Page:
Ben Simmons in 2017 Credit: Brian Fluharty-USA TODAY Sports

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We got it all wrong. The media, the team, the fans — and, yes, Ben.

This is about more than the Process or 76ers management or team culture or anything Sixers at all. It’s about how we as a society treat professional athletes. We tend to put them on a pedestal, label them saviors.

When that athlete is a first overall draft pick — an All-Star, a face of the franchise — those expectations only grow. We forget they’re just people, like us.

We are Philadelphia fans, so yeah, we’re passionate. We’ve all heard claims we’re too harsh, too quick to judge. That shouldn’t be seen as a problem, but a hallmark. We care. And to us, an athlete should embrace that same sense of unity. Most of all, we want them to be straight with us. This is why AI and Joel will be admired forever: they tell it like it is.

I was devastated when the Sixers were eliminated last year in the second round. I couldn’t watch another game of basketball the rest of the season. And at first, I blamed Ben. But taking a step back, what he did is actually admirable.

Hear me out. He may never be a great shooter. But he isn’t naturally a 30% free throw shooter, either. So what happened?

Ben was injured.

No, he didn’t have a bad foot or an ailing back. He had a mental block. It affected all aspects of his game and finally manifested itself in the anti-highlight heard around the world — passing up the dunk to tie Game 7 in the waning seconds.

If Ben had a sprained wrist and played through that pain, missed the same shots, passed up the same dunks, we might be applauding him. But when it comes to mental ailments, we don’t treat them with the same respect. They’re viewed as a weakness.

Throughout sports lore, there are tons of examples of athletes getting “the yips.” Ben Brewster, a professional athletic trainer, calls it a “form of task specific focal dystonia that is heightened by anxiety.”

Simone Biles recently called it the “twisties” — and, after some hand-wringing and plenty of detractors — for the first time, it was viewed as courageous to bring psychological issues to the fore during a professional sporting event.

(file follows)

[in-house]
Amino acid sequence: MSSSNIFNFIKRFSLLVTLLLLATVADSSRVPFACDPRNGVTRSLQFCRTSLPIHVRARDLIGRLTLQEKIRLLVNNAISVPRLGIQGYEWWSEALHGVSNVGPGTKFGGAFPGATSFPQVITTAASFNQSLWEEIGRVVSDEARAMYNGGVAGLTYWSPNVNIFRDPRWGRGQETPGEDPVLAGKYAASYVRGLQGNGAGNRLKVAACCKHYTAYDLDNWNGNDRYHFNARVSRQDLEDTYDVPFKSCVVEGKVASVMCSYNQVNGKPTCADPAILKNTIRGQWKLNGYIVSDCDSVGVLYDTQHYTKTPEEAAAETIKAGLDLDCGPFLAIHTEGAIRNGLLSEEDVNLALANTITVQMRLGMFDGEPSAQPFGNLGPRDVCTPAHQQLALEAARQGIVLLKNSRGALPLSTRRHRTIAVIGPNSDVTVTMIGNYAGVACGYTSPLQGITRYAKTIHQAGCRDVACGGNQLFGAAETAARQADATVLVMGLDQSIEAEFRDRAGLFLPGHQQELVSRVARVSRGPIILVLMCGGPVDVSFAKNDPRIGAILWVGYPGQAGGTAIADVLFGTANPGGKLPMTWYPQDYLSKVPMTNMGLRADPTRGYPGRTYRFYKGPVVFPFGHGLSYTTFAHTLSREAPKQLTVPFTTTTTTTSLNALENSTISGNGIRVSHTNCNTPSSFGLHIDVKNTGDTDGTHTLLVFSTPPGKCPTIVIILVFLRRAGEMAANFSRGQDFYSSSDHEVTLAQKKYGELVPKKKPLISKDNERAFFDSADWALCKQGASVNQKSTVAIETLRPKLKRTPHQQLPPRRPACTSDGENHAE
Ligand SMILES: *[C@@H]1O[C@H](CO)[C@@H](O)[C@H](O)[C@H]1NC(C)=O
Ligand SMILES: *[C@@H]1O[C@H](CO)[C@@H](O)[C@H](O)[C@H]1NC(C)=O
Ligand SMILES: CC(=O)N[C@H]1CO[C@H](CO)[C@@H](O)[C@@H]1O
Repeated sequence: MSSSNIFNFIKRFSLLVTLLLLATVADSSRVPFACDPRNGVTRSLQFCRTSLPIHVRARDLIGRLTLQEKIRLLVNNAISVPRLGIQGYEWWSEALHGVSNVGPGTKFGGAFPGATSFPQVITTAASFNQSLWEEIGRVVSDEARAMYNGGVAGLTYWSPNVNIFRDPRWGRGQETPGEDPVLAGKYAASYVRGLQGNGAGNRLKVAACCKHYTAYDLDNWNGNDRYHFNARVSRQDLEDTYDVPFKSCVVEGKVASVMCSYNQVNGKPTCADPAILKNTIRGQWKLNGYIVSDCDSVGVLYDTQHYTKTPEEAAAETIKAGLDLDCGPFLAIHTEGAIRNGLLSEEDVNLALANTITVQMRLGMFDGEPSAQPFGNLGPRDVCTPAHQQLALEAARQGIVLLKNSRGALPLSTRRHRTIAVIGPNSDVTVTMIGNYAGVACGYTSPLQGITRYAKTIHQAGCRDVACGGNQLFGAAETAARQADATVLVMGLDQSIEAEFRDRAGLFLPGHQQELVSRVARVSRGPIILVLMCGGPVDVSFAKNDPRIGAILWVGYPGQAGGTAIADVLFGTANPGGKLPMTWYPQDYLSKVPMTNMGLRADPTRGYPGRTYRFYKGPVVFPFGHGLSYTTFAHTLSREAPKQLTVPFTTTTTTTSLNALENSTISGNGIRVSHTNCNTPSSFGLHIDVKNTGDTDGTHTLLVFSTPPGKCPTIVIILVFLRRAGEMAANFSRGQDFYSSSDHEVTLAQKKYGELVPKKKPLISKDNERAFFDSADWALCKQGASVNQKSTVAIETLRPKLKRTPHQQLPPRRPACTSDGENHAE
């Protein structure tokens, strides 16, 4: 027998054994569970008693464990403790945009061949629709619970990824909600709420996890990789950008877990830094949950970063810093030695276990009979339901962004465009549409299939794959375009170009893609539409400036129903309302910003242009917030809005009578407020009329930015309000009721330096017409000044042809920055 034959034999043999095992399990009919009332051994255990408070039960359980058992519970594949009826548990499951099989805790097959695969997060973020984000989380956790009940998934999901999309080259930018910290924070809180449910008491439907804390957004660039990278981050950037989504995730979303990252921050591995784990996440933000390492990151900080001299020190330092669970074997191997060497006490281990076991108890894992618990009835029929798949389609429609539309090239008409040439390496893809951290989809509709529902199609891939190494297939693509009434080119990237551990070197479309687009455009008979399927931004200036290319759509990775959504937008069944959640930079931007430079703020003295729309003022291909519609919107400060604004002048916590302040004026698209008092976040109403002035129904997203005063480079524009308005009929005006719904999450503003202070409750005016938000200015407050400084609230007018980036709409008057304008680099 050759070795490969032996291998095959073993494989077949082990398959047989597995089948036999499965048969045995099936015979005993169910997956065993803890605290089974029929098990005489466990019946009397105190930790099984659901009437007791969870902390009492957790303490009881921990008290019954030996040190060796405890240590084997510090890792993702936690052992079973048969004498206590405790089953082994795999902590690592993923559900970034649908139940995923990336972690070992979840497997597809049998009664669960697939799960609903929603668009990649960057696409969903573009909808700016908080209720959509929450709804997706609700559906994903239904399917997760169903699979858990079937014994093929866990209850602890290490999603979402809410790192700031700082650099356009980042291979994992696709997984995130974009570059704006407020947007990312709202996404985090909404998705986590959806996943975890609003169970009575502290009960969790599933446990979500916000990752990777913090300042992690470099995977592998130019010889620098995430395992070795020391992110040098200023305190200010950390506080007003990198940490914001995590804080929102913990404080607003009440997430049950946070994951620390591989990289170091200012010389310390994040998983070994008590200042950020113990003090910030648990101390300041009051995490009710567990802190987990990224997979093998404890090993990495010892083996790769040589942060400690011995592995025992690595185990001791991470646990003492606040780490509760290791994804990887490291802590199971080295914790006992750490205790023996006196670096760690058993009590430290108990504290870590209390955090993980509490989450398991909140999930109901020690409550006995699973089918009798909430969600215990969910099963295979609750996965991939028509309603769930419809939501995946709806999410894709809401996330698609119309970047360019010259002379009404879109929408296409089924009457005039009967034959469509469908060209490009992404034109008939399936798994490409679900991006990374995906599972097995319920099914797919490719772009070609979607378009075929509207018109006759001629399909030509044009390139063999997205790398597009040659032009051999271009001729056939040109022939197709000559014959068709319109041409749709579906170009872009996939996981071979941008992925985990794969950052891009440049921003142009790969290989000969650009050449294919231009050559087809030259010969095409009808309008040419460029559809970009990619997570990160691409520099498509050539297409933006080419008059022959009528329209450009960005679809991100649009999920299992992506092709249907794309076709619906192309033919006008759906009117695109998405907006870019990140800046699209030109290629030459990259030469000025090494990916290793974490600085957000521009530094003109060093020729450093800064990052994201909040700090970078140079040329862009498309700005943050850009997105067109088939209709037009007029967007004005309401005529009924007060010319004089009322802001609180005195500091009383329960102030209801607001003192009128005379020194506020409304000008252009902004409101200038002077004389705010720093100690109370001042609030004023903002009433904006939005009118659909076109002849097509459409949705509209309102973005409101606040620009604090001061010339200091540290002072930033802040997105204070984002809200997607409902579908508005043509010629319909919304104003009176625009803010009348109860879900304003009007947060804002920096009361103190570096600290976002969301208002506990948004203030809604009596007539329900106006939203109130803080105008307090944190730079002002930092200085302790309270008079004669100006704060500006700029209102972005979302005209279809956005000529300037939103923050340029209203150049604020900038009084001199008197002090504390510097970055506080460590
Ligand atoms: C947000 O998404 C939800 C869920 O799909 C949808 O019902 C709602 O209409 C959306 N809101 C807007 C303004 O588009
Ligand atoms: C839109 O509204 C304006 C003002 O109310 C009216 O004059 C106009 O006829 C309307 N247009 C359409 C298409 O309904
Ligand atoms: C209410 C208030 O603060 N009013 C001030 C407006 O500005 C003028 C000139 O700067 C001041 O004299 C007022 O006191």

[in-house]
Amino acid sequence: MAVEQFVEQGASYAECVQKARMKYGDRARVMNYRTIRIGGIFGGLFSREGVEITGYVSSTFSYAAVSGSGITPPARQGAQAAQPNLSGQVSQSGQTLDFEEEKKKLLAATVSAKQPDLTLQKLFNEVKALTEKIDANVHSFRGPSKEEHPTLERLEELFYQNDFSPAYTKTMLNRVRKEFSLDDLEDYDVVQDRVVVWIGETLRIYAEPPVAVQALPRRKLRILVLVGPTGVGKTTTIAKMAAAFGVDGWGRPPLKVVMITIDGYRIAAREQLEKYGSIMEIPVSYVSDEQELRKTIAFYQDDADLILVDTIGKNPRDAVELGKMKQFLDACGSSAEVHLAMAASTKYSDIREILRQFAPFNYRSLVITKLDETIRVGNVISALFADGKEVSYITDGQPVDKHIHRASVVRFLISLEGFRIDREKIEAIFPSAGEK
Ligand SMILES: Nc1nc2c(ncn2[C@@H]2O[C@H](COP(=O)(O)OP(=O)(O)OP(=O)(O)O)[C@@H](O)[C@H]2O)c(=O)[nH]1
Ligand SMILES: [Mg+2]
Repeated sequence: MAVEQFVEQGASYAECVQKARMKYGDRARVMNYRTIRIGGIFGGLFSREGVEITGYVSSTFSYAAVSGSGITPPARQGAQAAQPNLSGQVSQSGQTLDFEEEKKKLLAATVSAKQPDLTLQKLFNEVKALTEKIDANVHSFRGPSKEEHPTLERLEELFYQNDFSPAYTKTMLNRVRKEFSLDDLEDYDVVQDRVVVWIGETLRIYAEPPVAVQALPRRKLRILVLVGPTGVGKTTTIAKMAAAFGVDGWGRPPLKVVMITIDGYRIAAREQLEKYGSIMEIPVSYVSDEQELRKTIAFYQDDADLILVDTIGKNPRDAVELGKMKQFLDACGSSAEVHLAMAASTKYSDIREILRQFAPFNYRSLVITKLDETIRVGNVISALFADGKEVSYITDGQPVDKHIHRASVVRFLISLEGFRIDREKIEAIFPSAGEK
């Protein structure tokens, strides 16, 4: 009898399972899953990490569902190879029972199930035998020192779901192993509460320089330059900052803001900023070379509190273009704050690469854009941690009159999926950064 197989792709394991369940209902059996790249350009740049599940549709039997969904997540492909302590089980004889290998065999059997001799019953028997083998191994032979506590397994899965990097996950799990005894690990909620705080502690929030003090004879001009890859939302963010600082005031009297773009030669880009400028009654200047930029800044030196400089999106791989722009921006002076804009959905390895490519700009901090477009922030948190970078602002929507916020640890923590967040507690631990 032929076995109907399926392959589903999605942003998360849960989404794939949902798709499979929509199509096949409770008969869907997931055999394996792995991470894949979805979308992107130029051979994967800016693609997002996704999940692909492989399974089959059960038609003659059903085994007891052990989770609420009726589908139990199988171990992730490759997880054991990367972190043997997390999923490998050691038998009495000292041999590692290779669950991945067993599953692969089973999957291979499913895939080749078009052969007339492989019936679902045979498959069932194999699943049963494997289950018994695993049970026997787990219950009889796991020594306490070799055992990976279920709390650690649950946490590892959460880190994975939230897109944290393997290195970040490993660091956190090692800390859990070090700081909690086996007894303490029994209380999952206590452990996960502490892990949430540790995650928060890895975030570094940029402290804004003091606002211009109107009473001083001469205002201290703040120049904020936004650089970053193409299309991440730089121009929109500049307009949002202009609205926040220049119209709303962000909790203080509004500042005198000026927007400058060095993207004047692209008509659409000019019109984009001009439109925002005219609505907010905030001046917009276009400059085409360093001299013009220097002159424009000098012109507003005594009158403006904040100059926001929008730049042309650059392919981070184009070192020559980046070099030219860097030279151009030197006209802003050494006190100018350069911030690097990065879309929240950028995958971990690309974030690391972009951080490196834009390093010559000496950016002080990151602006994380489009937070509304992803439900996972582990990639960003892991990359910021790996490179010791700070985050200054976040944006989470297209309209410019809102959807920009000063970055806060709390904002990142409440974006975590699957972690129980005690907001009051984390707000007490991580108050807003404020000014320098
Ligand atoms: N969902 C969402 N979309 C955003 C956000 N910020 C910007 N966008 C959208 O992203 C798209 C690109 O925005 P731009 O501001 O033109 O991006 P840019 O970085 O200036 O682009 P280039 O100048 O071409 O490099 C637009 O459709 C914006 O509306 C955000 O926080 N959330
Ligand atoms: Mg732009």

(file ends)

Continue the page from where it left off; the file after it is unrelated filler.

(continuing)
Simmons, always a quiet guy, has not done himself any favors since the Sixers’ fateful evening of playoff disappointment.

He has remained silent. Has essentially ghosted on an entire city and flaunted his car collection while refusing overtures from teammates, many of whom are ostensibly his friends. But one of the few comments he did make was that he needed to clear his head and regain focus.

There’s a potential deal on the table now with the Pacers, but if that doesn’t work, there’s still time to right this ship. There is still time to change the narrative. We all love a good story of redemption and second chances.

Philly wants to hear from you, Ben! Not your agent, who probably has spent all of one week in our city. We don’t want leaked reports. We don’t want to see another hype video from some nondescript gym.

Ben, if you are reading this — do not pass up an opportunity once again. Even if you miss, even if you end up playing somewhere else for the rest of your career, you can show us, the NBA, and the world that you are ready to take that shot.

We just want to see you try. And if you try in Philadelphia, the past can be forgiven and  the future rewritten.